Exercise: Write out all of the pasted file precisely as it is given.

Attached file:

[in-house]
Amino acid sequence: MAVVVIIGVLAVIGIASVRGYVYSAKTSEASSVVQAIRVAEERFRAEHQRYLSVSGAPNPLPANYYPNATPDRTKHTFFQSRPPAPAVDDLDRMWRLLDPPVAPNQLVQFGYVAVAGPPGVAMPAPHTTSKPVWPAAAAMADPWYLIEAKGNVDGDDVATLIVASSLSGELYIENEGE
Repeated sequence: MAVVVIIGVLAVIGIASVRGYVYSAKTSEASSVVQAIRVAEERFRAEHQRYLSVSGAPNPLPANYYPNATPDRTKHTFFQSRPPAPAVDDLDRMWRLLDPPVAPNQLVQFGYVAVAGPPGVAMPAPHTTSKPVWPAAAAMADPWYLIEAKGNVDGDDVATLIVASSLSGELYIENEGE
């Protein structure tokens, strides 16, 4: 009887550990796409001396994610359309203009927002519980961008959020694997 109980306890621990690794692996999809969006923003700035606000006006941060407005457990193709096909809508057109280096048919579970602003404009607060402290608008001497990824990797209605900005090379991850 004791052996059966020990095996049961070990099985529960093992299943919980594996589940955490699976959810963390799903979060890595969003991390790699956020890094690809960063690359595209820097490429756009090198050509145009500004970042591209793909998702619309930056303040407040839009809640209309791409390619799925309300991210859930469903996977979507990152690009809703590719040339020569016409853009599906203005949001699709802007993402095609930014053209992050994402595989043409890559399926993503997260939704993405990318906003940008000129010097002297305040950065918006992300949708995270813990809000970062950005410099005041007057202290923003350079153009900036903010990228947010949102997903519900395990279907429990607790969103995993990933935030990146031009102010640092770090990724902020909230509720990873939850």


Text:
[in-house]
Amino acid sequence: MAVVVIIGVLAVIGIASVRGYVYSAKTSEASSVVQAIRVAEERFRAEHQRYLSVSGAPNPLPANYYPNATPDRTKHTFFQSRPPAPAVDDLDRMWRLLDPPVAPNQLVQFGYVAVAGPPGVAMPAPHTTSKPVWPAAAAMADPWYLIEAKGNVDGDDVATLIVASSLSGELYIENEGE
Repeated sequence: MAVVVIIGVLAVIGIASVRGYVYSAKTSEASSVVQAIRVAEERFRAEHQRYLSVSGAPNPLPANYYPNATPDRTKHTFFQSRPPAPAVDDLDRMWRLLDPPVAPNQLVQFGYVAVAGPPGVAMPAPHTTSKPVWPAAAAMADPWYLIEAKGNVDGDDVATLIVASSLSGELYIENEGE
């Protein structure tokens, strides 16, 4: 009887550990796409001396994610359309203009927002519980961008959020694997 109980306890621990690794692996999809969006923003700035606000006006941060407005457990193709096909809508057109280096048919579970602003404009607060402290608008001497990824990797209605900005090379991850 004791052996059966020990095996049961070990099985529960093992299943919980594996589940955490699976959810963390799903979060890595969003991390790699956020890094690809960063690359595209820097490429756009090198050509145009500004970042591209793909998702619309930056303040407040839009809640209309791409390619799925309300991210859930469903996977979507990152690009809703590719040339020569016409853009599906203005949001699709802007993402095609930014053209992050994402595989043409890559399926993503997260939704993405990318906003940008000129010097002297305040950065918006992300949708995270813990809000970062950005410099005041007057202290923003350079153009900036903010990228947010949102997903519900395990279907429990607790969103995993990933935030990146031009102010640092770090990724902020909230509720990873939850």